Unknown to Known _ Interview with Casual Violence
Yeah, I’ve seen FSG play twice now, always put on a savage show it must be said. The whole TrusT idea is really well thought out and put together. It introduced me to a lot of unique artists. Can’t wait to hear the new compilation. Yeah that gig in Birmingham is going to be rockin i would imagine! So, you’ve released on an impressive amount of labels, how did you come about setting up your own Maieutics label and how do you manage the admin/ design/ promotion side of things?
For sure, Al and Paddy are amazing musicians and DJ’s no question. They’ve warped my head a good few times now in a smoky club.
So, Maieutics came about from a need of freedom. About two years back I found myself in a position where I had released on a fair amount of respected labels was getting a decent level of exposure, and the opportunity to release was there for me constantly. It’s a great position to be in, but in reality, I had become totally jaded by it all. I didn’t feel that I was writing my best work anymore, and there had become this self inflicted pressure to release on a regular basis. It kind of sneaked up on me. I went from exploring music and writing purely for pleasure, to a place where people were actually listening to what I was doing. The transaction from unknown to known is really subtle and I didn’t notice it happen until I was right in the thick of it. Music can be fairly fickle in that if you get to a certain point of exposure and then take a break from releasing or you fail to be active, then people tend presume that you’ve given up, which brings the possibility of fading into obscurity. I found myself in a position where I could either go full steam ahead and release as much as opportunity was allowing, or to risk fading away in to that dreaded obscurity. I decided to step back from it all, take stock and take control of my music and the direction of where my sound was heading. I’m not really a fan of artist’s who seem to release on a weekly basis anyway, I prefer instead to take my time with releases and writing, so it was an easy choice for me.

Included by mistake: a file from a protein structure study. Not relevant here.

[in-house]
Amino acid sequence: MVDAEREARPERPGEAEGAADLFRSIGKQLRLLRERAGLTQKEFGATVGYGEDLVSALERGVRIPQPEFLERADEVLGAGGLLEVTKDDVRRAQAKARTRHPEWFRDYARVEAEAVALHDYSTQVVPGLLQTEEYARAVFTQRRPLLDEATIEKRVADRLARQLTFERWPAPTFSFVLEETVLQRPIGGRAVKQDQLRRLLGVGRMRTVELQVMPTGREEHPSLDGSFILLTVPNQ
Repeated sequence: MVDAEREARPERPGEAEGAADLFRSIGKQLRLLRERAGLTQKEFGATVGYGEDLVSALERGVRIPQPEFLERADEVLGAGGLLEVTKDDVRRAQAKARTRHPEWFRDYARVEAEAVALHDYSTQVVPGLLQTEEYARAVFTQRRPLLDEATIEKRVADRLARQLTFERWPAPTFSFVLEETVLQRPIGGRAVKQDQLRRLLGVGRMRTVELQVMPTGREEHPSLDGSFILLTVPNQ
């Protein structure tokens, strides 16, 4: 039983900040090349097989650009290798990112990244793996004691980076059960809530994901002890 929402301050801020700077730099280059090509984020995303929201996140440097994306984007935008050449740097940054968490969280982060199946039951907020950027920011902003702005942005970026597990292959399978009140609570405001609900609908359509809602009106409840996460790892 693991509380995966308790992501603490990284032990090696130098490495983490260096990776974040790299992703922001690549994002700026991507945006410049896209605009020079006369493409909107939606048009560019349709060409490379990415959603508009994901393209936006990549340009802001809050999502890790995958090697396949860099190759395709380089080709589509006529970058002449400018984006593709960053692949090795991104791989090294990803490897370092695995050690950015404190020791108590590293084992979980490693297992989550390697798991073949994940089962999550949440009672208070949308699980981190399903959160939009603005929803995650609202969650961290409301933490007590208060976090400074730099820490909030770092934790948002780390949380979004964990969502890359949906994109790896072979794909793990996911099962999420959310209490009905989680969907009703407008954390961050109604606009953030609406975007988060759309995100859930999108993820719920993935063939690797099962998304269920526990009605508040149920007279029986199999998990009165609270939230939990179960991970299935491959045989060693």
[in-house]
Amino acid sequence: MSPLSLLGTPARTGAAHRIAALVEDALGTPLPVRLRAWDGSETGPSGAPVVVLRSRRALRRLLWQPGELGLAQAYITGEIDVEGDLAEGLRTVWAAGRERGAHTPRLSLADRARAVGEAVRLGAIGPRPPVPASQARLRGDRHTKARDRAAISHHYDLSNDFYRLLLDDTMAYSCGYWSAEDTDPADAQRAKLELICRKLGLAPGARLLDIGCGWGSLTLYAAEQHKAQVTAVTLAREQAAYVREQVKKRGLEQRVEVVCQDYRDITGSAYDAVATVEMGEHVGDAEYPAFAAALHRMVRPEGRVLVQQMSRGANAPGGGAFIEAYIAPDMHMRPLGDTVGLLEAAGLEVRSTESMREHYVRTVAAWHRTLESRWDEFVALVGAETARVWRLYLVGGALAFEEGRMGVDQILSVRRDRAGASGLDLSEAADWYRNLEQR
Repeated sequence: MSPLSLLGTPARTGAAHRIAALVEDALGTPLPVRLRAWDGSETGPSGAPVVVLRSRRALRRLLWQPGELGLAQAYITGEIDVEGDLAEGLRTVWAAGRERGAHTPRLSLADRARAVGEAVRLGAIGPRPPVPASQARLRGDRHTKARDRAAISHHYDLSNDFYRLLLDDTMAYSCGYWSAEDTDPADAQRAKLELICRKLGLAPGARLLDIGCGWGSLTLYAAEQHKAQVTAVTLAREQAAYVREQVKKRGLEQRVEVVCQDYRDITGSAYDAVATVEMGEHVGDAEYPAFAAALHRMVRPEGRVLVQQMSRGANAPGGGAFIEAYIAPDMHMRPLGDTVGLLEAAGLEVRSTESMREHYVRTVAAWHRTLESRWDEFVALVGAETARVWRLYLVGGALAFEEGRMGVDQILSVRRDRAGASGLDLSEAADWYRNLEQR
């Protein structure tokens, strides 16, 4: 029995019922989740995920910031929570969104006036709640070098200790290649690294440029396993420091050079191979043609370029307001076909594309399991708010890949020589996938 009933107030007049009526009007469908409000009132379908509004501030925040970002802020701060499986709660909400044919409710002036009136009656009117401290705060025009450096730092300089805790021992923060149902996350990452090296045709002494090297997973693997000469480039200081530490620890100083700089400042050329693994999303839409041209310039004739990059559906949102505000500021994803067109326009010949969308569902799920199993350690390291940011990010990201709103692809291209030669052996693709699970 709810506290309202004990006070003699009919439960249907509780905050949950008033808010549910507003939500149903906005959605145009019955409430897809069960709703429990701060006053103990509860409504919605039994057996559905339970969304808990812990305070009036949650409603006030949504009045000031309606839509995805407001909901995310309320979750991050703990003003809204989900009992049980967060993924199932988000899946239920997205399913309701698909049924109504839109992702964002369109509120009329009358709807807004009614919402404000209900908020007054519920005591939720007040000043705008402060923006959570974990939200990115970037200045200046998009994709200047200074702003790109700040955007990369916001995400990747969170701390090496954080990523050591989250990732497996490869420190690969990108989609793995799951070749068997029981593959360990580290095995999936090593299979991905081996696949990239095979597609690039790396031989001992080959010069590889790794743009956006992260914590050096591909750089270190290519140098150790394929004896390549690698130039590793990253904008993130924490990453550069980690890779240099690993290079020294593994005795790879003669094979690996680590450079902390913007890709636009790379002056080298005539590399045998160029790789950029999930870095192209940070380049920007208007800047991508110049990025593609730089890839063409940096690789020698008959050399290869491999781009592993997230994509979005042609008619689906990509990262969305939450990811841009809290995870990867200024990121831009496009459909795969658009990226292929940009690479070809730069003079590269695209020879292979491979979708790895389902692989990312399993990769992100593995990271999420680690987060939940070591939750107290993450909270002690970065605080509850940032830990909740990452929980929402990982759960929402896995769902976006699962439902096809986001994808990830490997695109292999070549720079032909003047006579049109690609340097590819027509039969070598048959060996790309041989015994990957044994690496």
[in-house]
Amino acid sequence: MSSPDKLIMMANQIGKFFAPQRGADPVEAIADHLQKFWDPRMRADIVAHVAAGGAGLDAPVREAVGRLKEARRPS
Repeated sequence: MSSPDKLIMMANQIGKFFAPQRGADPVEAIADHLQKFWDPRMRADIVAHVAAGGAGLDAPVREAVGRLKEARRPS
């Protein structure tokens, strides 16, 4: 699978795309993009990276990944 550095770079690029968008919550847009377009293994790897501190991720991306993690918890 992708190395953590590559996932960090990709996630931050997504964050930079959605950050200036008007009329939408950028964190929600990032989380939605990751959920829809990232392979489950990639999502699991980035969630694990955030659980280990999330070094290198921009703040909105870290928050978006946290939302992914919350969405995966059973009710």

It’s not like I’ve ever craved exposure or anything like that, the progression of my music and being the best it can be is what’s important to me. I was thinking for a while about a label that didn’t have to rely on promotion, had no distributor, no release schedule, and could only be obtained directly from myself. I like that idea of people finding the music for themselves instead of desperately trying to get people into it, that way you only get people who really do connect with what you are doing. I wanted something that could be run at cost, with me providing the artwork, music and so on. I wanted something that wasn’t digital only and would be handmade. Most importantly I wanted a platform for myself to be creatively free and able to experiment without outside influence, with no deadlines and no second parties trying to tell me how I should do things. Basically everything apart from mastering would be done by my own hand and done without a thought for “will this sell”.
I had also started working on an album at the time so it just all clicked into place that this should be the time to take a step back, slow down releasing for others, work on both the album & label together and start to experiment again. I finished up any release commitments that I had, and got on with doing just that.
Managing admin etc is easy, as I’m basically dealing with myself and I have no deadlines. Also, there is the small matter of there still hasn’t been a release on Maieutics as of yet, so admin is currently nil. It’s all ideas and studio work right now and it’s great. Two years later and I’m still working on that album.
It seems to be a deep yet steady process. Very much looking forward to hearing the album! Has it been a smooth transition and have you noticed any change in your outlook since you have taken on the responsibility of running your own label?
Yeah the difference in my outlook since taking on the idea of the label is highly significant. As said, I have no outside influence to answer to, I’m able to now work at my own pace, and I’ve rediscovered my creative freedom. I can take my music in any direction I wish without a care for if it makes any kind of impact on the world. The decision to temporarily halt work for other labels has been odd, and I’ve actually only released once this year (acceptance of the fact at hand on Sect), but it’s made a huge difference as I’ve been able to focus on the album with no other thought other than “does this music move me”. I have started talking with other labels again about writing for them, but I shall do so with this new found outlook. Having only myself to answer to and the time to experiment has been a liberating experience.